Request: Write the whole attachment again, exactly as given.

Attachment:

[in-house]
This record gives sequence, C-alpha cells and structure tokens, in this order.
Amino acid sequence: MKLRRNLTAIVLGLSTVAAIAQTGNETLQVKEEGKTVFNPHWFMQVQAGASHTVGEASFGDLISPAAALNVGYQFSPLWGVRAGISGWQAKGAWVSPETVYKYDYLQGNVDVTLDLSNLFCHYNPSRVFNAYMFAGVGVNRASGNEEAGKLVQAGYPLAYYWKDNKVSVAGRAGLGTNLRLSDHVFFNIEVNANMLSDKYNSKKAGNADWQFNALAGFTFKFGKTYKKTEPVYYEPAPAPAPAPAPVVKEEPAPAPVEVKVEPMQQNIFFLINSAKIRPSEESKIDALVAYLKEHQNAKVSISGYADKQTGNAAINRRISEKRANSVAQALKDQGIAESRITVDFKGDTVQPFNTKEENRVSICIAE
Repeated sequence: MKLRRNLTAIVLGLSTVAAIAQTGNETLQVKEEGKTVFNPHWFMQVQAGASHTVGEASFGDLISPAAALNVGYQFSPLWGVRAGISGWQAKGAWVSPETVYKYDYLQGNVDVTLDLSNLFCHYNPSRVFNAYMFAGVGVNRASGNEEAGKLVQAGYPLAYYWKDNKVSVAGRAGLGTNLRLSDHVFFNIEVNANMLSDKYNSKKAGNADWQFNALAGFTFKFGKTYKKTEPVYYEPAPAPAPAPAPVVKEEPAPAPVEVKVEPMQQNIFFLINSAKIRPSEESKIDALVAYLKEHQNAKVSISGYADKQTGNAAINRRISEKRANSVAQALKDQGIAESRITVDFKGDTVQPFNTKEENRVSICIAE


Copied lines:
[in-house]
This record gives sequence, C-alpha cells and structure tokens, in this order.
Amino acid sequence: MKLRRNLTAIVLGLSTVAAIAQTGNETLQVKEEGKTVFNPHWFMQVQAGASHTVGEASFGDLISPAAALNVGYQFSPLWGVRAGISGWQAKGAWVSPETVYKYDYLQGNVDVTLDLSNLFCHYNPSRVFNAYMFAGVGVNRASGNEEAGKLVQAGYPLAYYWKDNKVSVAGRAGLGTNLRLSDHVFFNIEVNANMLSDKYNSKKAGNADWQFNALAGFTFKFGKTYKKTEPVYYEPAPAPAPAPAPVVKEEPAPAPVEVKVEPMQQNIFFLINSAKIRPSEESKIDALVAYLKEHQNAKVSISGYADKQTGNAAINRRISEKRANSVAQALKDQGIAESRITVDFKGDTVQPFNTKEENRVSICIAE
Repeated sequence: MKLRRNLTAIVLGLSTVAAIAQTGNETLQVKEEGKTVFNPHWFMQVQAGASHTVGEASFGDLISPAAALNVGYQFSPLWGVRAGISGWQAKGAWVSPETVYKYDYLQGNVDVTLDLSNLFCHYNPSRVFNAYMFAGVGVNRASGNEEAGKLVQAGYPLAYYWKDNKVSVAGRAGLGTNLRLSDHVFFNIEVNANMLSDKYNSKKAGNADWQFNALAGFTFKFGKTYKKTEPVYYEPAPAPAPAPAPVVKEEPAPAPVEVKVEPMQQNIFFLINSAKIRPSEESKIDALVAYLKEHQNAKVSISGYADKQTGNAAINRRISEKRANSVAQALKDQGIAESRITVDFKGDTVQPFNTKEENRVSICIAE